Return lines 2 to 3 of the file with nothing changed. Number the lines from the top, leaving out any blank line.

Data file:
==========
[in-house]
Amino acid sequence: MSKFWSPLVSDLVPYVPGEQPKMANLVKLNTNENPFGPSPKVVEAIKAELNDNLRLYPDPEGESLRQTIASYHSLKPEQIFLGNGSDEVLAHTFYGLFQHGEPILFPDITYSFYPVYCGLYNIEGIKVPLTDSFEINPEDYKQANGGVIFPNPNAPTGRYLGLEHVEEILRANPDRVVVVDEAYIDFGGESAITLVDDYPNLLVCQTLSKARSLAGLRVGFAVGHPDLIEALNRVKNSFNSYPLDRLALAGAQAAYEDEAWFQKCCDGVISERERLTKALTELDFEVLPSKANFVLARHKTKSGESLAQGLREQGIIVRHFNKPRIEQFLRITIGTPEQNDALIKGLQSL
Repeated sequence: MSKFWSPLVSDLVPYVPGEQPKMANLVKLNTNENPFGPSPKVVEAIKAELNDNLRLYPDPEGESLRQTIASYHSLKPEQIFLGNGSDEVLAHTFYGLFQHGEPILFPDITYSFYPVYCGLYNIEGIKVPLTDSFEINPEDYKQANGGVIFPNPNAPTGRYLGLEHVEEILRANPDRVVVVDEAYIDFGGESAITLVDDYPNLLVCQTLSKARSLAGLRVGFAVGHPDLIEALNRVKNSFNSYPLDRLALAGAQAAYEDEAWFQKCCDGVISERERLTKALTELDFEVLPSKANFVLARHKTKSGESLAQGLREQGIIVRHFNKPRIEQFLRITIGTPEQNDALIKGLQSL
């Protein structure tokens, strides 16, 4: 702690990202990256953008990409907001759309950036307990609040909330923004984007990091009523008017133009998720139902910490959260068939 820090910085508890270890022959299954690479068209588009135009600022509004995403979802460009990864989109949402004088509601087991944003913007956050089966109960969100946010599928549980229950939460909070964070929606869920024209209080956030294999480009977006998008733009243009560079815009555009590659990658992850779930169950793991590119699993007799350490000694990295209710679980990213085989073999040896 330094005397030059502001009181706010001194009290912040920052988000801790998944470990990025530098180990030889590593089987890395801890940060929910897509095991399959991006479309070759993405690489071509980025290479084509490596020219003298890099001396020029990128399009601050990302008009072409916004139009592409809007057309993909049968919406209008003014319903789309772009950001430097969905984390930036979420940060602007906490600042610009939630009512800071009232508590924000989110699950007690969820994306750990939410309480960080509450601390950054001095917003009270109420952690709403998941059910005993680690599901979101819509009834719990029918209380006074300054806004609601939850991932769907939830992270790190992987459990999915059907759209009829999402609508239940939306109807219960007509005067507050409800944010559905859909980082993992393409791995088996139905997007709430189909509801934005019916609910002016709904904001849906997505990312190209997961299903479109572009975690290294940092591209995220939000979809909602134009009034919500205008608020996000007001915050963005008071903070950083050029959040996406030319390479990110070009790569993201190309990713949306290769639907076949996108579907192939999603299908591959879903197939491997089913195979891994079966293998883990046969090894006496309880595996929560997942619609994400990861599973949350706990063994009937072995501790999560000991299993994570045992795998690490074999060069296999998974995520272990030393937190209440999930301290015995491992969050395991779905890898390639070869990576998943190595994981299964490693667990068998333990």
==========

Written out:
Amino acid sequence: MSKFWSPLVSDLVPYVPGEQPKMANLVKLNTNENPFGPSPKVVEAIKAELNDNLRLYPDPEGESLRQTIASYHSLKPEQIFLGNGSDEVLAHTFYGLFQHGEPILFPDITYSFYPVYCGLYNIEGIKVPLTDSFEINPEDYKQANGGVIFPNPNAPTGRYLGLEHVEEILRANPDRVVVVDEAYIDFGGESAITLVDDYPNLLVCQTLSKARSLAGLRVGFAVGHPDLIEALNRVKNSFNSYPLDRLALAGAQAAYEDEAWFQKCCDGVISERERLTKALTELDFEVLPSKANFVLARHKTKSGESLAQGLREQGIIVRHFNKPRIEQFLRITIGTPEQNDALIKGLQSL
Repeated sequence: MSKFWSPLVSDLVPYVPGEQPKMANLVKLNTNENPFGPSPKVVEAIKAELNDNLRLYPDPEGESLRQTIASYHSLKPEQIFLGNGSDEVLAHTFYGLFQHGEPILFPDITYSFYPVYCGLYNIEGIKVPLTDSFEINPEDYKQANGGVIFPNPNAPTGRYLGLEHVEEILRANPDRVVVVDEAYIDFGGESAITLVDDYPNLLVCQTLSKARSLAGLRVGFAVGHPDLIEALNRVKNSFNSYPLDRLALAGAQAAYEDEAWFQKCCDGVISERERLTKALTELDFEVLPSKANFVLARHKTKSGESLAQGLREQGIIVRHFNKPRIEQFLRITIGTPEQNDALIKGLQSL